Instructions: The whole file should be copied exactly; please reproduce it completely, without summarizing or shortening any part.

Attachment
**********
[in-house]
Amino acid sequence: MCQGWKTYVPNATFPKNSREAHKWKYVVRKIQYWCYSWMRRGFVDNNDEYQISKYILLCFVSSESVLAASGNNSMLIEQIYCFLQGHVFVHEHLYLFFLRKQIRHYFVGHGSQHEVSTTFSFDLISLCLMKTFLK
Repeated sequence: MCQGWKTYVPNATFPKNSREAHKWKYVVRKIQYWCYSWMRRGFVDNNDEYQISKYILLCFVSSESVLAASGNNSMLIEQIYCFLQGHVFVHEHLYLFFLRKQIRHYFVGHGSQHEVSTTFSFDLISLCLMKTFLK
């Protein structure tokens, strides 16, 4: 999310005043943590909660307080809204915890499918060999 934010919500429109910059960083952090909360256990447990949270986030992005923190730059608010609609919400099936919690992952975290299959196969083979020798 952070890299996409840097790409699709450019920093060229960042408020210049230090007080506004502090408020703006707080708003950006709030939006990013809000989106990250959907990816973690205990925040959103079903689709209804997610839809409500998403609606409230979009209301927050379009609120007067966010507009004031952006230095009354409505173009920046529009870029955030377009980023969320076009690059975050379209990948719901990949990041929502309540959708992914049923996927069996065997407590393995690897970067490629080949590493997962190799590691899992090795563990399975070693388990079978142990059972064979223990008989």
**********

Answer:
[in-house]
Amino acid sequence: MCQGWKTYVPNATFPKNSREAHKWKYVVRKIQYWCYSWMRRGFVDNNDEYQISKYILLCFVSSESVLAASGNNSMLIEQIYCFLQGHVFVHEHLYLFFLRKQIRHYFVGHGSQHEVSTTFSFDLISLCLMKTFLK
Repeated sequence: MCQGWKTYVPNATFPKNSREAHKWKYVVRKIQYWCYSWMRRGFVDNNDEYQISKYILLCFVSSESVLAASGNNSMLIEQIYCFLQGHVFVHEHLYLFFLRKQIRHYFVGHGSQHEVSTTFSFDLISLCLMKTFLK
């Protein structure tokens, strides 16, 4: 999310005043943590909660307080809204915890499918060999 934010919500429109910059960083952090909360256990447990949270986030992005923190730059608010609609919400099936919690992952975290299959196969083979020798 952070890299996409840097790409699709450019920093060229960042408020210049230090007080506004502090408020703006707080708003950006709030939006990013809000989106990250959907990816973690205990925040959103079903689709209804997610839809409500998403609606409230979009209301927050379009609120007067966010507009004031952006230095009354409505173009920046529009870029955030377009980023969320076009690059975050379209990948719901990949990041929502309540959708992914049923996927069996065997407590393995690897970067490629080949590493997962190799590691899992090795563990399975070693388990079978142990059972064979223990008989």